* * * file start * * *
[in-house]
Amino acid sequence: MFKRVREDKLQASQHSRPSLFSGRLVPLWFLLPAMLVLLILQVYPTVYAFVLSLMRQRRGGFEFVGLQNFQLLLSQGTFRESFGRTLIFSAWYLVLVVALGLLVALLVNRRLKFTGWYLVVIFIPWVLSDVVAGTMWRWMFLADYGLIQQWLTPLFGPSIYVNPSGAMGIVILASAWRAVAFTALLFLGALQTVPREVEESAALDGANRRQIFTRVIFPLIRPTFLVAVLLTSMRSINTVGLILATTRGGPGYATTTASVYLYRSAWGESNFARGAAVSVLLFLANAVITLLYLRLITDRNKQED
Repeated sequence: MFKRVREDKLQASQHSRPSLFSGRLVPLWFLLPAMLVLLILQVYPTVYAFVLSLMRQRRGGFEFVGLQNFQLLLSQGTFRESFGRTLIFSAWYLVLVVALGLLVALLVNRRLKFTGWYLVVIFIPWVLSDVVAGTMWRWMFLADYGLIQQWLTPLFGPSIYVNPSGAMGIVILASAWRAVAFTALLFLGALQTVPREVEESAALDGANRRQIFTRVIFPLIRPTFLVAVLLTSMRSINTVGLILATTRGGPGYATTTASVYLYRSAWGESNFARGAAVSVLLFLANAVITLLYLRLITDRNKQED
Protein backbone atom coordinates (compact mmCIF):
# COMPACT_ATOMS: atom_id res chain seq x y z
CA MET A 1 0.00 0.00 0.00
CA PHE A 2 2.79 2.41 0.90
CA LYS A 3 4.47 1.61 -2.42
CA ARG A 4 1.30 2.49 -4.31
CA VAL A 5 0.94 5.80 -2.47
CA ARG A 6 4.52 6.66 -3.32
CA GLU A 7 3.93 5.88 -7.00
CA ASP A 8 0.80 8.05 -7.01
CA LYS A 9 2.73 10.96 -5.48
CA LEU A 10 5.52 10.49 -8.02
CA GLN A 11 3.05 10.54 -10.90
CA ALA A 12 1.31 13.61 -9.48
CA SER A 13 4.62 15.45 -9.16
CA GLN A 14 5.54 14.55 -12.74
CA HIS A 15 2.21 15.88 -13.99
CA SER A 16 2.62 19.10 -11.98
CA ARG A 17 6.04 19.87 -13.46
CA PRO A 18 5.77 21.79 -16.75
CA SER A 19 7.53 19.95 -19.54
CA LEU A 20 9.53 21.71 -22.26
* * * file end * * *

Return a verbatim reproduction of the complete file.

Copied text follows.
[in-house]
Amino acid sequence: MFKRVREDKLQASQHSRPSLFSGRLVPLWFLLPAMLVLLILQVYPTVYAFVLSLMRQRRGGFEFVGLQNFQLLLSQGTFRESFGRTLIFSAWYLVLVVALGLLVALLVNRRLKFTGWYLVVIFIPWVLSDVVAGTMWRWMFLADYGLIQQWLTPLFGPSIYVNPSGAMGIVILASAWRAVAFTALLFLGALQTVPREVEESAALDGANRRQIFTRVIFPLIRPTFLVAVLLTSMRSINTVGLILATTRGGPGYATTTASVYLYRSAWGESNFARGAAVSVLLFLANAVITLLYLRLITDRNKQED
Repeated sequence: MFKRVREDKLQASQHSRPSLFSGRLVPLWFLLPAMLVLLILQVYPTVYAFVLSLMRQRRGGFEFVGLQNFQLLLSQGTFRESFGRTLIFSAWYLVLVVALGLLVALLVNRRLKFTGWYLVVIFIPWVLSDVVAGTMWRWMFLADYGLIQQWLTPLFGPSIYVNPSGAMGIVILASAWRAVAFTALLFLGALQTVPREVEESAALDGANRRQIFTRVIFPLIRPTFLVAVLLTSMRSINTVGLILATTRGGPGYATTTASVYLYRSAWGESNFARGAAVSVLLFLANAVITLLYLRLITDRNKQED
Protein backbone atom coordinates (compact mmCIF):
# COMPACT_ATOMS: atom_id res chain seq x y z
CA MET A 1 0.00 0.00 0.00
CA PHE A 2 2.79 2.41 0.90
CA LYS A 3 4.47 1.61 -2.42
CA ARG A 4 1.30 2.49 -4.31
CA VAL A 5 0.94 5.80 -2.47
CA ARG A 6 4.52 6.66 -3.32
CA GLU A 7 3.93 5.88 -7.00
CA ASP A 8 0.80 8.05 -7.01
CA LYS A 9 2.73 10.96 -5.48
CA LEU A 10 5.52 10.49 -8.02
CA GLN A 11 3.05 10.54 -10.90
CA ALA A 12 1.31 13.61 -9.48
CA SER A 13 4.62 15.45 -9.16
CA GLN A 14 5.54 14.55 -12.74
CA HIS A 15 2.21 15.88 -13.99
CA SER A 16 2.62 19.10 -11.98
CA ARG A 17 6.04 19.87 -13.46
CA PRO A 18 5.77 21.79 -16.75
CA SER A 19 7.53 19.95 -19.54
CA LEU A 20 9.53 21.71 -22.26